The term ‘self-love’ may sound airy and vague, but how much you value yourself governs every thought and therefore every decision you make. However you prefer to term it, the concept can’t be ignored so I guess I’m on a self-love mission of sorts. Millions of other people around the world and I often don’t feel very special so I thought sharing what I’m doing to correct this, would be an ideal starting point.

Reiterate who you are

At times I forget who I am. My motivations, likes, dislikes, values etcetera, all merge into the 50,000 thoughts a day I’m apparently having and the humdrum of working. I love writing everything down (clearly!) so I started a mind-map with a bubble in the middle of an A5 page: ‘Who am I?’ It’s almost a summing up of what makes me ‘me’ – my qualities, interests, and my best bits – make it visible to you on a daily basis.

Be honest

However unfavourable, admit to what you’re feeling and experiencing. Be honest about your behaviour or negative habits because you need to understand the cause to effect the outcome. One of the key things I’ve had to be honest about is jealousy, which is borne from a lack of fulfilment. It sounds awful but it’s a change signal for me. Another is dedication issues. What are yours?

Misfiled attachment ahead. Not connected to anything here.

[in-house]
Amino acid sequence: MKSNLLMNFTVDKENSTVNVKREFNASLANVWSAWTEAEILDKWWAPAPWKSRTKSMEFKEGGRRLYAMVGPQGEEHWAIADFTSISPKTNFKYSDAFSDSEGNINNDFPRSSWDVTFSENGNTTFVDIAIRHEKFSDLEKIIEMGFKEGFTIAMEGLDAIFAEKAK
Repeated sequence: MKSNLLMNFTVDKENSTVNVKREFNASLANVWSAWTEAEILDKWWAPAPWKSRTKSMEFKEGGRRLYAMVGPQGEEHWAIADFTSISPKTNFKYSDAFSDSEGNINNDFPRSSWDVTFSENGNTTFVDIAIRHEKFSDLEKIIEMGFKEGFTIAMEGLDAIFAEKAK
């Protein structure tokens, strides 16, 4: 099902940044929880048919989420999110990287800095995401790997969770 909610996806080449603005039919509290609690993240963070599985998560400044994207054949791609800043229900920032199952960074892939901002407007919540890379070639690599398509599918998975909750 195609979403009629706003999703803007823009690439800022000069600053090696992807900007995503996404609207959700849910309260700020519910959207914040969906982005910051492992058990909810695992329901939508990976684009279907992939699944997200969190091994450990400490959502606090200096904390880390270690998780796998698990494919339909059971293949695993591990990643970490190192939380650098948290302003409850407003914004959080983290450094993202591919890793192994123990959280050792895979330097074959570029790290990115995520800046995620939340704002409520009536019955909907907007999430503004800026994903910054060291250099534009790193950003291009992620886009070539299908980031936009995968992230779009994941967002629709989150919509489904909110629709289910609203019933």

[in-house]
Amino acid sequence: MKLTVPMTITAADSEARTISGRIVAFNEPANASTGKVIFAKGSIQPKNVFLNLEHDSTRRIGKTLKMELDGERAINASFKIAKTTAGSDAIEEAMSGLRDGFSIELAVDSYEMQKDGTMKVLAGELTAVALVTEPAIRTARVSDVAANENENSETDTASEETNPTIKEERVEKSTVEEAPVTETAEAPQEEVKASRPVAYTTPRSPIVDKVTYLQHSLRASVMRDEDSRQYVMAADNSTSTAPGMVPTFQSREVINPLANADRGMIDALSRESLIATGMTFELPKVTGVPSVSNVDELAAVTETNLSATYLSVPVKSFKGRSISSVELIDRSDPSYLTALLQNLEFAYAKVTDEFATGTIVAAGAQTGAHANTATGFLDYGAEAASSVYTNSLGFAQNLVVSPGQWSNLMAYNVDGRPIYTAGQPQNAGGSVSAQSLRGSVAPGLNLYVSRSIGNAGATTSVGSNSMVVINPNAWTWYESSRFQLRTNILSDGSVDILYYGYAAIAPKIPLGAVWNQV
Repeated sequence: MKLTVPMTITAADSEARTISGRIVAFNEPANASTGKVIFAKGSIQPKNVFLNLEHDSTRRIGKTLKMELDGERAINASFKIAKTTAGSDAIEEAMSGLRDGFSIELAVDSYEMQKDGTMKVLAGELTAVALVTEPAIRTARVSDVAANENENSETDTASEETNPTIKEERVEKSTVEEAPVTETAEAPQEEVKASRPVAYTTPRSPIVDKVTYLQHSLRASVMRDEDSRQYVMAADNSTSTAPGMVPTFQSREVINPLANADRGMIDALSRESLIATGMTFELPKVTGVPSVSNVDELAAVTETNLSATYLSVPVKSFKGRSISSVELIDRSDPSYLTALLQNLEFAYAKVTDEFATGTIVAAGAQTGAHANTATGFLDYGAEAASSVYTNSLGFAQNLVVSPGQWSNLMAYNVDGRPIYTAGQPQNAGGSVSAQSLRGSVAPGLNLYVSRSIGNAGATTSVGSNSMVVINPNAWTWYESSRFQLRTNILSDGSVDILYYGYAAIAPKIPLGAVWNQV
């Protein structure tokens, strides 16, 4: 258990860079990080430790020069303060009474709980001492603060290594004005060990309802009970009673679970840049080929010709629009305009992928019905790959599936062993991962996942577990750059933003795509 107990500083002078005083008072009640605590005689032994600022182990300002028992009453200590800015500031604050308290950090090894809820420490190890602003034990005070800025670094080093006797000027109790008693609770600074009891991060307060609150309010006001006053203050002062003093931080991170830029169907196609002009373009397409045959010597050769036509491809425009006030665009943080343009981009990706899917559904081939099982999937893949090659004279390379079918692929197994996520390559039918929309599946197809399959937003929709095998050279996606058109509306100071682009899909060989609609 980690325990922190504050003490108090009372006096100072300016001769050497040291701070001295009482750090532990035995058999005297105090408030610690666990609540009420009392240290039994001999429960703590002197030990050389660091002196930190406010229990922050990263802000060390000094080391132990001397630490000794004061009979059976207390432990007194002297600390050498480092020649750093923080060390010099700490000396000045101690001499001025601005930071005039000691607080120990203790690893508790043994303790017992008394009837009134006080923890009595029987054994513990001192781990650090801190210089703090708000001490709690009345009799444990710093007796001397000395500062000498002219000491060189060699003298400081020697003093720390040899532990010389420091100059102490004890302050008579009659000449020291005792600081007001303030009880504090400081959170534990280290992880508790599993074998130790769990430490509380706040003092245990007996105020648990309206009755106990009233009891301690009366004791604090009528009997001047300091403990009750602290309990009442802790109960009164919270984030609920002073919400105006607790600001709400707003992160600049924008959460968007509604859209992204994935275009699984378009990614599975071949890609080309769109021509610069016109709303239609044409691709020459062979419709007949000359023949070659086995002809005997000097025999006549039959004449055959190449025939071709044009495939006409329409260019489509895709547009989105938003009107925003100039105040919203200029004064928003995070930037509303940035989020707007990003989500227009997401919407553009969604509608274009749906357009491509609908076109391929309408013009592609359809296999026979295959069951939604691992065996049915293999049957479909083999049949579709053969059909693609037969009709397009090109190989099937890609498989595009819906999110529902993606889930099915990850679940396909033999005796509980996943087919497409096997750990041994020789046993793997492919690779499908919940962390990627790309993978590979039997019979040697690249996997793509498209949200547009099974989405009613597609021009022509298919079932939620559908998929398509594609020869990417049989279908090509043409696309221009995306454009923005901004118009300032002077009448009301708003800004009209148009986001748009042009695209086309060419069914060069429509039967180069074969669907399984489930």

Think back

A lot of the passion I had in my youth has disintegrated. I exist, but I don’t live. However, much of what moves me hasn’t changed, it’s just I no longer, or don’t, do them. So think back to the original source of motivation, the purpose for doing, because remembering and feeling it again can be really helpful.

What do you do? Share some of your self-love practices and tips by commenting below so we can add to this working progress. While you’re at it, watch this TED talk.

Debunking Myths with Brené Brown

Discovered in, and happily bought from Waterstones in summer 2014, cast aside for fiction some time in August 2014, divinely rediscovered at the side of my bed, December 2014.

Discovered in, and happily bought from Waterstones in summer 2014; cast aside for fiction some time in August 2014; divinely rediscovered at the side of my bed, December 2014.